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Antipatterns: Using modules as classes

Imagine a module Calculator defining some methods which then you call like Calculator.sum(1, 2). While this usage of a module is valid in some cases, this time I think we are seeing an antipattern in place. Let's see in my opinion when using a module directly to call methods on it makes sense and when it is an antipattern.

A simplified version of the code is this

module Calculator
  def sum(a, b)
    a + b

  def mean(a, b, counter)
    divide sum(a, b), counter


  def divide(a, b)
    a / b

before going on the problems I see in this code, let’s see the good uses of modules in Ruby and see why I think this code is not eloquent enough.

Good uses of Ruby modules

Ruby modules are good to:

  • Mixins: group methods related to a common functionality, to then include the behavior in classes. The Enumerable mixin is a good example of this, which then Array and others include.

  • for namespacing purposes, e.g.

module MySQL
  class Query
    def self.select

and then using it makes perfectly clear that the Query is a MySQL one MySQL::Query.select ... plus other benefits of separation of code.

  • use them as a place to put methods at the namespace level. A very widely spread use of this is to have methods directly in a gem name, e.g. to configure a gem in a Rails initializer.
ComfortableMexicanSofa.configure do |config|
  config.cms_title = "It is handy to configure at the level of the gem name"
  • As a junk room: an there’s a last one usecase to which Russ Olsen in his book Eloquent Ruby refers as “Modules make great homes for those pesky methods that just don’t seem to fit anywhere else”.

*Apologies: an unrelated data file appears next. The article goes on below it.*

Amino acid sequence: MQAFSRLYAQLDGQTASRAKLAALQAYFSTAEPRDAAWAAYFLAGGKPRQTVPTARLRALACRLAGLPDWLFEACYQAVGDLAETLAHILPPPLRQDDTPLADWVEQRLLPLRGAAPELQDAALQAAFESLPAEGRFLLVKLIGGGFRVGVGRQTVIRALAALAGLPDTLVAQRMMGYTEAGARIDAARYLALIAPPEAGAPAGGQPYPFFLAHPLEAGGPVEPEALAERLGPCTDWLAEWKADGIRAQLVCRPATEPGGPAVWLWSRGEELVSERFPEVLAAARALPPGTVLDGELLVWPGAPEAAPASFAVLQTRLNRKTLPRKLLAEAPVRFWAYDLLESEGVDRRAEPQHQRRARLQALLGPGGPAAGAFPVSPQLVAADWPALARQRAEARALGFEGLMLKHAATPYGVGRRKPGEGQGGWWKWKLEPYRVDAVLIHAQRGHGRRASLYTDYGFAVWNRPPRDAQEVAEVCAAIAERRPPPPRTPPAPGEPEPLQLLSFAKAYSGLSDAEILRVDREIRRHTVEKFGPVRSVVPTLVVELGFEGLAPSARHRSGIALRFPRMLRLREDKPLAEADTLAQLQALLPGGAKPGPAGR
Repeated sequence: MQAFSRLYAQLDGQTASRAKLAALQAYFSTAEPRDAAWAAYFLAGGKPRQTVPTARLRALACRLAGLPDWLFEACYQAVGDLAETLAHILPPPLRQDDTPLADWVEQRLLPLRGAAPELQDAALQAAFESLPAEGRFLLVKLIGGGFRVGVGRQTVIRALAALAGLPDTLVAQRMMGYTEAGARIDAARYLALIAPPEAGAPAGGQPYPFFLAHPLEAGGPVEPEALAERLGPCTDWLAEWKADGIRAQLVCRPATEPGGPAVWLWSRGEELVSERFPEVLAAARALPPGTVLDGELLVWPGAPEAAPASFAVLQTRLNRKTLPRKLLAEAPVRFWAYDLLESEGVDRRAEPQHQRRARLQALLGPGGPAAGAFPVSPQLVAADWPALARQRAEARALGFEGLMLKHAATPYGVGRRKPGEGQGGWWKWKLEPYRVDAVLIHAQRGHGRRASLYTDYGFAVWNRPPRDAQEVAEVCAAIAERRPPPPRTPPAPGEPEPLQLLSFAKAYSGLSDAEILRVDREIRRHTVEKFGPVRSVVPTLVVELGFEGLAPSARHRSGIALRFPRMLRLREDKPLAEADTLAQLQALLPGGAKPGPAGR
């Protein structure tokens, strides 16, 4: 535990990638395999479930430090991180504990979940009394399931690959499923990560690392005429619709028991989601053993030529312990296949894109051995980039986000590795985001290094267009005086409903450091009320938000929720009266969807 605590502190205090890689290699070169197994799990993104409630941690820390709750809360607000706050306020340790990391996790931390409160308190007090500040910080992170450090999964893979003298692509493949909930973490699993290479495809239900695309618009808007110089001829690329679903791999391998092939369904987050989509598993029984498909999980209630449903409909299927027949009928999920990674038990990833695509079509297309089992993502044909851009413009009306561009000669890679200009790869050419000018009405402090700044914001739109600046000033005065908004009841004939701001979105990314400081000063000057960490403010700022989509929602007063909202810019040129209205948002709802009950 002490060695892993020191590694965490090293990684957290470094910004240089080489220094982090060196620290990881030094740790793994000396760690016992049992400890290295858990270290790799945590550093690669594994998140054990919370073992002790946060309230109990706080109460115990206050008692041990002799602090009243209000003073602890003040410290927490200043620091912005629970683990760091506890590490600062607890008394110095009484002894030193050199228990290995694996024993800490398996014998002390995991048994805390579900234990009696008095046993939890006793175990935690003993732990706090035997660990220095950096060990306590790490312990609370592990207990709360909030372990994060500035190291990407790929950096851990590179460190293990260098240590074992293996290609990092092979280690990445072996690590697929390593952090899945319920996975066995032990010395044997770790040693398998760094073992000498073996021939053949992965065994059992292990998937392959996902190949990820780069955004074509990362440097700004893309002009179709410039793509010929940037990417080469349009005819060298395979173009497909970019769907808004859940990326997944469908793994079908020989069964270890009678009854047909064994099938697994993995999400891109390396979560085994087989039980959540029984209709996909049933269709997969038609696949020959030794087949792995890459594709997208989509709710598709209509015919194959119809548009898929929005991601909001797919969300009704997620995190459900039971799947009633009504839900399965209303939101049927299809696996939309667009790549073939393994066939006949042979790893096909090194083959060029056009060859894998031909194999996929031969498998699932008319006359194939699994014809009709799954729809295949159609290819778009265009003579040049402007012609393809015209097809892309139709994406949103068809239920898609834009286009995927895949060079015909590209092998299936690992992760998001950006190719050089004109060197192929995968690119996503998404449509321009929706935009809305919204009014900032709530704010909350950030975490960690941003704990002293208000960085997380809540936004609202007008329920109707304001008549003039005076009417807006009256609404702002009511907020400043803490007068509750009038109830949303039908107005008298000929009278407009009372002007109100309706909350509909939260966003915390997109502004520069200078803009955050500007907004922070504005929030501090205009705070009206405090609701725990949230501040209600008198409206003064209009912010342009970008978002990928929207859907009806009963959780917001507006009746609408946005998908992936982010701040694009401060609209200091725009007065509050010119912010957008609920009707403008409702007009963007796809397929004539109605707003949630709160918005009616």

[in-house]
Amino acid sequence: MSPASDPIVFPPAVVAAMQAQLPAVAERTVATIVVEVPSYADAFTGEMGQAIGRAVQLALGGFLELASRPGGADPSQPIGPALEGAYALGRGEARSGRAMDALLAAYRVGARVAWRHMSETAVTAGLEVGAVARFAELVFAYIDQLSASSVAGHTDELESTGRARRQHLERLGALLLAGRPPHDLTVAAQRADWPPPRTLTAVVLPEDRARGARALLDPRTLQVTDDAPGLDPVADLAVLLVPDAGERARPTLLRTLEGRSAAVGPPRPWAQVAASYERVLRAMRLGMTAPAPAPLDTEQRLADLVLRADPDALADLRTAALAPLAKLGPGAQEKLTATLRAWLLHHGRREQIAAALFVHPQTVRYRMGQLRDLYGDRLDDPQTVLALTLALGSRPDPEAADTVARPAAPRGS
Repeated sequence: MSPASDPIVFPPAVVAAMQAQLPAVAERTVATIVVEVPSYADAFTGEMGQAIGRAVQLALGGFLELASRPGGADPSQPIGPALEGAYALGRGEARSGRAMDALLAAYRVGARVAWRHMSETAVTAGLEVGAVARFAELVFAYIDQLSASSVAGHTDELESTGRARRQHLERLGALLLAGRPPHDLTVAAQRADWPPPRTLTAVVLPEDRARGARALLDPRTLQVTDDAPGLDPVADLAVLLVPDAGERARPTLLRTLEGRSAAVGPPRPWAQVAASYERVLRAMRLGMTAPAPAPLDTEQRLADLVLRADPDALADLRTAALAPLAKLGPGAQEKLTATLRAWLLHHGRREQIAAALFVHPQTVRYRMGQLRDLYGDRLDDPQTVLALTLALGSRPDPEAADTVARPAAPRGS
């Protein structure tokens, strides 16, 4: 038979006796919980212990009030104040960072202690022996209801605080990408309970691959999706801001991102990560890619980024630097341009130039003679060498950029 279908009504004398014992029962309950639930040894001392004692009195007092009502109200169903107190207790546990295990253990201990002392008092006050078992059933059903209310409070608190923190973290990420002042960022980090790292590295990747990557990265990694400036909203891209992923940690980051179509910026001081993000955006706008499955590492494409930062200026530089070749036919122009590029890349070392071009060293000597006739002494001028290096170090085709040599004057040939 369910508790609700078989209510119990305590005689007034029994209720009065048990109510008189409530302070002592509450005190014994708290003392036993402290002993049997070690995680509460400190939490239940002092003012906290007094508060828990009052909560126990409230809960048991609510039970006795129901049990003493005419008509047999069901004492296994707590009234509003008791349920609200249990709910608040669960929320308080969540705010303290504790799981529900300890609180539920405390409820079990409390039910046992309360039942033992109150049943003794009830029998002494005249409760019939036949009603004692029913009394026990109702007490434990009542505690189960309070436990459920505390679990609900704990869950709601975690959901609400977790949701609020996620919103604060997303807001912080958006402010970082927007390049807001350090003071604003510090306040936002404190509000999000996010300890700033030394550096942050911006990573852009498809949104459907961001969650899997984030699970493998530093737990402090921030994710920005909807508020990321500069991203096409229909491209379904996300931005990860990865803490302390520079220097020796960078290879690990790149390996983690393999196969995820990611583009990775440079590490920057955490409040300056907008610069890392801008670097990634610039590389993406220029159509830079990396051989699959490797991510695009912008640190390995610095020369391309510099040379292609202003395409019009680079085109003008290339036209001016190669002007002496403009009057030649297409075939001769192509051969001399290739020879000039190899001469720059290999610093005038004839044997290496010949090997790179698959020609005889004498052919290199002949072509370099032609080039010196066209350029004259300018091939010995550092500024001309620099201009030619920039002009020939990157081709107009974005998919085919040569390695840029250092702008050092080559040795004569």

And it is in this last category where the code at hand seems to fit into.

Use Class instead of Module

Let’s see the symptoms that point to the fact that using a class would mean here clearer code. As Olsen’s Eloquent Ruby says: the code has to tell a story, and has to tell it well, and I’ll add to that that it should tell it also by minimizing the surprise points for developers.

The code when used looks like Calculator.sum(1,2) when I read that I normally expect that Calculator to be a class not a module. So here first surprise appears.

Moreover the mean method calls both sum and divide, passing the same parameters repeated times. The symptoms here are, a method calling another when they are supossedly not much related (since you put them in the junk drawer), and at the same time many parameters are floating around in method calls.

To add more confusion to the latter, notice also that divide is a private method in a module.

Let’s use the code to see another problem:

sum = Calculator.sum(1, 2)
sum = Calculator.sum(sum, 2)
mean = Calculator.mean(sum, 3, 4)

As you see you need to keep the sum yourself, and also know the amount of sums you have made in order for your method mean to work. This implies that encapsulating state inside the Calculator would be a good idea.

And last but no least, the 3 methods are related to calculations, so this points to the fact that an object Calculator is needed. But instead a junk room for methods was used, somehow implying that the object modeling was not clearly achieved, so the code fell short in being eloquent again.

An object version

A version using a class could be:

class MeanCalculator
  attr_accessor :total, :counter

  def initialize
    @total = 0
    @counter = 0

  def incr(amount)
    total += amount
    counter += 1

  def mean
    if counter > 0


  def divide
    total / counter


And the use of the code would be:

calc = MeanCalculator.new
calc.incr 1
calc.incr 2
calc.incr 2
calc.incr 3
mean = calc.mean

So, would you write the above as an class/object or as a module? My advice is use an object whenever you can.

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